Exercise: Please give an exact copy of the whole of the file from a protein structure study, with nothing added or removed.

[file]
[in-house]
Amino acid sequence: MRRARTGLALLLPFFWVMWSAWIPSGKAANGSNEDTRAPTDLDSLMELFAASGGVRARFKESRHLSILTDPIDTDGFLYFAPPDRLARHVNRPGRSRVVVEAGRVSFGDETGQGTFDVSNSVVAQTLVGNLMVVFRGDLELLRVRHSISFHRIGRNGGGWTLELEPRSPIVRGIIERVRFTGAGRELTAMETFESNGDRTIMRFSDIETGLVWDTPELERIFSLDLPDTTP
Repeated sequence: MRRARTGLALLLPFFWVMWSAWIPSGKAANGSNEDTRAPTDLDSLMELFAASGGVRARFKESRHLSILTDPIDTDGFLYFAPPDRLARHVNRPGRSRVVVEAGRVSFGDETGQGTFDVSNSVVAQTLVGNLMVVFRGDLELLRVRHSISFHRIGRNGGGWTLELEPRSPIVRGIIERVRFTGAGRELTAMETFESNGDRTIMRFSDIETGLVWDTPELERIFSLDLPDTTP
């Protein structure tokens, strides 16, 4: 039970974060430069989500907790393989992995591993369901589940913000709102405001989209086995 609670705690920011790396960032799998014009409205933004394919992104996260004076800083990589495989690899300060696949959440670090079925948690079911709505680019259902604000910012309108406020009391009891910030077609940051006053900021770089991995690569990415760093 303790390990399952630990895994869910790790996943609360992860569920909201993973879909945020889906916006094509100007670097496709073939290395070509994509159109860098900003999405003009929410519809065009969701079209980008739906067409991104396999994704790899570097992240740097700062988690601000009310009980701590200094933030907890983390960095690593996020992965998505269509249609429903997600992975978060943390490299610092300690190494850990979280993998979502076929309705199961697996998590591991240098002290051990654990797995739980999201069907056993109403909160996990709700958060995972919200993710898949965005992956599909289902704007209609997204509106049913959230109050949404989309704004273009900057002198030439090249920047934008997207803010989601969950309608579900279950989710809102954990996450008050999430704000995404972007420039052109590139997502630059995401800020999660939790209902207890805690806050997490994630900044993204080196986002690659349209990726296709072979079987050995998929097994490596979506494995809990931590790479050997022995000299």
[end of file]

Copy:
[in-house]
Amino acid sequence: MRRARTGLALLLPFFWVMWSAWIPSGKAANGSNEDTRAPTDLDSLMELFAASGGVRARFKESRHLSILTDPIDTDGFLYFAPPDRLARHVNRPGRSRVVVEAGRVSFGDETGQGTFDVSNSVVAQTLVGNLMVVFRGDLELLRVRHSISFHRIGRNGGGWTLELEPRSPIVRGIIERVRFTGAGRELTAMETFESNGDRTIMRFSDIETGLVWDTPELERIFSLDLPDTTP
Repeated sequence: MRRARTGLALLLPFFWVMWSAWIPSGKAANGSNEDTRAPTDLDSLMELFAASGGVRARFKESRHLSILTDPIDTDGFLYFAPPDRLARHVNRPGRSRVVVEAGRVSFGDETGQGTFDVSNSVVAQTLVGNLMVVFRGDLELLRVRHSISFHRIGRNGGGWTLELEPRSPIVRGIIERVRFTGAGRELTAMETFESNGDRTIMRFSDIETGLVWDTPELERIFSLDLPDTTP
């Protein structure tokens, strides 16, 4: 039970974060430069989500907790393989992995591993369901589940913000709102405001989209086995 609670705690920011790396960032799998014009409205933004394919992104996260004076800083990589495989690899300060696949959440670090079925948690079911709505680019259902604000910012309108406020009391009891910030077609940051006053900021770089991995690569990415760093 303790390990399952630990895994869910790790996943609360992860569920909201993973879909945020889906916006094509100007670097496709073939290395070509994509159109860098900003999405003009929410519809065009969701079209980008739906067409991104396999994704790899570097992240740097700062988690601000009310009980701590200094933030907890983390960095690593996020992965998505269509249609429903997600992975978060943390490299610092300690190494850990979280993998979502076929309705199961697996998590591991240098002290051990654990797995739980999201069907056993109403909160996990709700958060995972919200993710898949965005992956599909289902704007209609997204509106049913959230109050949404989309704004273009900057002198030439090249920047934008997207803010989601969950309608579900279950989710809102954990996450008050999430704000995404972007420039052109590139997502630059995401800020999660939790209902207890805690806050997490994630900044993204080196986002690659349209990726296709072979079987050995998929097994490596979506494995809990931590790479050997022995000299």